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Sport has a lot to learn

14 Mar 2022

Sport has a lot to learn

HEAD INJURIES IN SPORT Head injuries in amateur and professional rugby and football have been highlighted following a number of high profile players recently suffering head injuries whilst on the pitch.

With many players suffering blows to the head on the pitch whilst audiences look on in horror, the risks to players are all too apparent.

Until the late 1980's heavy, leather footballs were used which easily absorbed water making the balls particularly heavy. The repeated heading of these balls has been cited as the cause behind many ex-players dementia and in rugby repeated concussions due to lack of player safety on the pitch. Today's footballs are made of a material that doesn't absorb water so are lighter.

For many sports players the damage to their brain after repeated heavy blows to the head, due to headers and collisions has already been done. We look at the risks in sport.

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Footballers are 3½ times more likely to suffer from dementia and similar conditions. Cases such as that of former West Bromwich Albion striker Jeff Astle and members of the 1966 England World Cup squad including Jack Charlton and Nobby Stiles who have died after suffering from brain functioning diseases believed to be linked closely to heading footballs are some examples of the truth behind this. The Jeff Astle Foundation was set up after the death of footballer Jeff Astle who was the ‘first British professional footballer confirmed to have died from chronic traumatic encephalopathy (CTE), a progressive, degenerative brain disease found in individuals (usually athletes) with a history of head injury, often as a result of multiple concussions. In Jeff Astle’s case, it was the repeated, low level brain trauma believed to have been caused from the repeated heading of footballs.’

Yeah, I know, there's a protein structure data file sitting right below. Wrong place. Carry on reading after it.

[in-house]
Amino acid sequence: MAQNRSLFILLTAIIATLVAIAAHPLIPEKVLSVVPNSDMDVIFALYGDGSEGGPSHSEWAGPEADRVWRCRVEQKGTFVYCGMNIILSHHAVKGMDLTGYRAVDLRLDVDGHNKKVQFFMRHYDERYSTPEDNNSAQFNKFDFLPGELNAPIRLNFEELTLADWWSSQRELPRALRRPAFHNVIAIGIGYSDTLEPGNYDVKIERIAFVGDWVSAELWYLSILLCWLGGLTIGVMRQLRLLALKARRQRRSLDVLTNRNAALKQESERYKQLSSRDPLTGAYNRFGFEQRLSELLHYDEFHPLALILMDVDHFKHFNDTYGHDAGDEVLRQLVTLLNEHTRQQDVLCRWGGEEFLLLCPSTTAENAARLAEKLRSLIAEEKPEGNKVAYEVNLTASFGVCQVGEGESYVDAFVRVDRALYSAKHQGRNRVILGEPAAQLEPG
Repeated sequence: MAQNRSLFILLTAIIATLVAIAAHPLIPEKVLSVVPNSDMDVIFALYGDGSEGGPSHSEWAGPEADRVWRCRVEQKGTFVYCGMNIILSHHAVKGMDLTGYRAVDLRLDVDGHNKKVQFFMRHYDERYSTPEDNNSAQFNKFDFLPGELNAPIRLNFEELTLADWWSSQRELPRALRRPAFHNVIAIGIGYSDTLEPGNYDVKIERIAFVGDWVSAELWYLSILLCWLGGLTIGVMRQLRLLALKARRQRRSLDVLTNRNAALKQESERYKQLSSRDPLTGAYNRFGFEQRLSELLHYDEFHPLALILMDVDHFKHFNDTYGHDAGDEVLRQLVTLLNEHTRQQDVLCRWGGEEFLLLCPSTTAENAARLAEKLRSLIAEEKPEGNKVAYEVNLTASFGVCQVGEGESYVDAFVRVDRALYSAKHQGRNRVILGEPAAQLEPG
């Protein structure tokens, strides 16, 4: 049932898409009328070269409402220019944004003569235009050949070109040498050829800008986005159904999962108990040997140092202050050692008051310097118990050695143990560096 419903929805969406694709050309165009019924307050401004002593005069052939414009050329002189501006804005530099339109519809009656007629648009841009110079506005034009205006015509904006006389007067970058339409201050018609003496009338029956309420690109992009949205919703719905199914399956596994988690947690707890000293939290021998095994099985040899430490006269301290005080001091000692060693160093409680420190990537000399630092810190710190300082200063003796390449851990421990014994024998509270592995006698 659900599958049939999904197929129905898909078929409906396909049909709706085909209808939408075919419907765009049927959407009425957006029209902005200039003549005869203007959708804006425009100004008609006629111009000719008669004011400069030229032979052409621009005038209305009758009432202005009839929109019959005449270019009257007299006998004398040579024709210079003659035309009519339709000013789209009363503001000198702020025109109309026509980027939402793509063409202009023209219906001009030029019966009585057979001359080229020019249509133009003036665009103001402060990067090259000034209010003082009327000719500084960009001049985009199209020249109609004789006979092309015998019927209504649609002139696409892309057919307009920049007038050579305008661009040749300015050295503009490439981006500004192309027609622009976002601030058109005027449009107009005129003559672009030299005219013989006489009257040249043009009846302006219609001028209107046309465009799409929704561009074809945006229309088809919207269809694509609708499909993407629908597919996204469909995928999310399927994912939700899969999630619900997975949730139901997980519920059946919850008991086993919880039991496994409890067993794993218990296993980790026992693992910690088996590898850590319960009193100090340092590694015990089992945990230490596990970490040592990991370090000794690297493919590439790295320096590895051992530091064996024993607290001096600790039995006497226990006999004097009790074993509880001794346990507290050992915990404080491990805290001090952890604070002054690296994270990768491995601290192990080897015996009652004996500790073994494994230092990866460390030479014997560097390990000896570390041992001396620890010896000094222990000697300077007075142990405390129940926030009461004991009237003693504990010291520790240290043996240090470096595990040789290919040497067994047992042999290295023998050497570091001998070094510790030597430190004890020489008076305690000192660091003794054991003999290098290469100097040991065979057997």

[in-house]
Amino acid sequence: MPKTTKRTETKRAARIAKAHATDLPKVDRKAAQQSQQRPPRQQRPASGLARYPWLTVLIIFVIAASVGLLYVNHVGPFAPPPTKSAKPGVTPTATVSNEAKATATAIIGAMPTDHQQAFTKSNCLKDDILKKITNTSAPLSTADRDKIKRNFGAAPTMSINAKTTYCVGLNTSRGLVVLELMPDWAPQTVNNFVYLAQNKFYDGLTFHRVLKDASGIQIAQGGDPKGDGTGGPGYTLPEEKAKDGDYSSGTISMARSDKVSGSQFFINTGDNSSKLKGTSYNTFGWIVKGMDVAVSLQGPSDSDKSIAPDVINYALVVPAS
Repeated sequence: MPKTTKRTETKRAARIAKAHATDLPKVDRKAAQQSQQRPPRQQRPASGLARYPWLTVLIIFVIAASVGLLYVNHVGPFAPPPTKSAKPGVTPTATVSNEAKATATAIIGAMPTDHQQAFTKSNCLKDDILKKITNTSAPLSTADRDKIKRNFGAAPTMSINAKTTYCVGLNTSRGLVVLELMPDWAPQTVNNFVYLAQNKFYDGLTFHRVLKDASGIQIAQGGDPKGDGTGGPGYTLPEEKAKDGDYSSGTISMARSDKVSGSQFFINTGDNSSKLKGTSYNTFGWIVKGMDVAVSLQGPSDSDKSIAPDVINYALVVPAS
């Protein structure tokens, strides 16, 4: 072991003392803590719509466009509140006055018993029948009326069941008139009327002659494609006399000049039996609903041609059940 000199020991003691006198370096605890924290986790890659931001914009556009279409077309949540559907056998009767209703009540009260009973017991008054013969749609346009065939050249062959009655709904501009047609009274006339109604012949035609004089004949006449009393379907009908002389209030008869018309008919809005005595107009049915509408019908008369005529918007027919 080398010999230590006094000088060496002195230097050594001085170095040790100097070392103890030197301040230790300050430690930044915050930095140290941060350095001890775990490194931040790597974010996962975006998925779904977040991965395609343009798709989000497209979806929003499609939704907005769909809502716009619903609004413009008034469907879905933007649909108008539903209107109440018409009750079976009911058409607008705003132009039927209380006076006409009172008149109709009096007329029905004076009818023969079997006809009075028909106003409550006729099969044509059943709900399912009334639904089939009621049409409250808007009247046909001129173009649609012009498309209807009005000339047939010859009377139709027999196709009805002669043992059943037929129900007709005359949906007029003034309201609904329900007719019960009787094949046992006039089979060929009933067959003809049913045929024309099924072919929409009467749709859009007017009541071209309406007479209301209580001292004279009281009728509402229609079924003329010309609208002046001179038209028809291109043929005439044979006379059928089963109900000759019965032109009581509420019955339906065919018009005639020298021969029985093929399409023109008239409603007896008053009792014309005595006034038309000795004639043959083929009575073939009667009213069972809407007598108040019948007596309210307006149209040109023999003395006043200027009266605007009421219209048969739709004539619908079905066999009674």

The link between sport and head injuries led the FA to introduce new header guidance to English football. The guidance states that “It will be recommended that a maximum of ten higher force headers are carried out in any training week.” FA chief executive Mark Bullingham said that the FA is introducing “the most comprehensive adult football guidelines anywhere. Our heading guidance now reaches across all players, at all levels of the game. These measures have been developed following studies with coaches and medics and represent a cautious approach whilst we learn more. We are committed to further medical research to gain an understanding of any risks within football, in the meantime,this reduces a potential risk factor.


Rugby also has a lot to learn. Research shows that 20% of rugby injuries are head injuries. Many rugby players have been diagnosed with early-onset dementia. There is currently a list of more than 150 former players who are taking legal action against World Rugby, England’s Rugby Football Union and the Welsh Rugby Union for brain injuries. World Cup winner Steve Thompson, former Wales back-row Alix Popham and ex-England flanker Michael Lipman were the first players to confirm they were part of the test group for the lawsuit, with all three revealing they had been diagnosed with early-onset dementia and probable CTE. In rugby, concussion takes place frequently with many high impact collisions just look at the recent example of the opening minutes of Wales' Six Nations clash with France as Tomos Williams appeared to suffer a serious head injury.


According to A Delicate Game: Brain Injury, Sport and Sacrifice by Hana Walker-Brown ‘After collisions crucial tau proteins begin to build up inside the brain. These have a degenerative effect and sufferers typically enter several stages of decline‘ The publication details how sports are ‘belatedly introducing protocols that require players to leave the field of play after an incident and take enforced breaks from fixtures if they have officially suffered a concussion. Yet the overall impression to take from this is how many sports bosses are still reluctant to admit they have a problem.’ For many players, the research and the changes to football and rugby are too little too late.


Head and brain injuries happen in all sorts of sports, not just rugby or football

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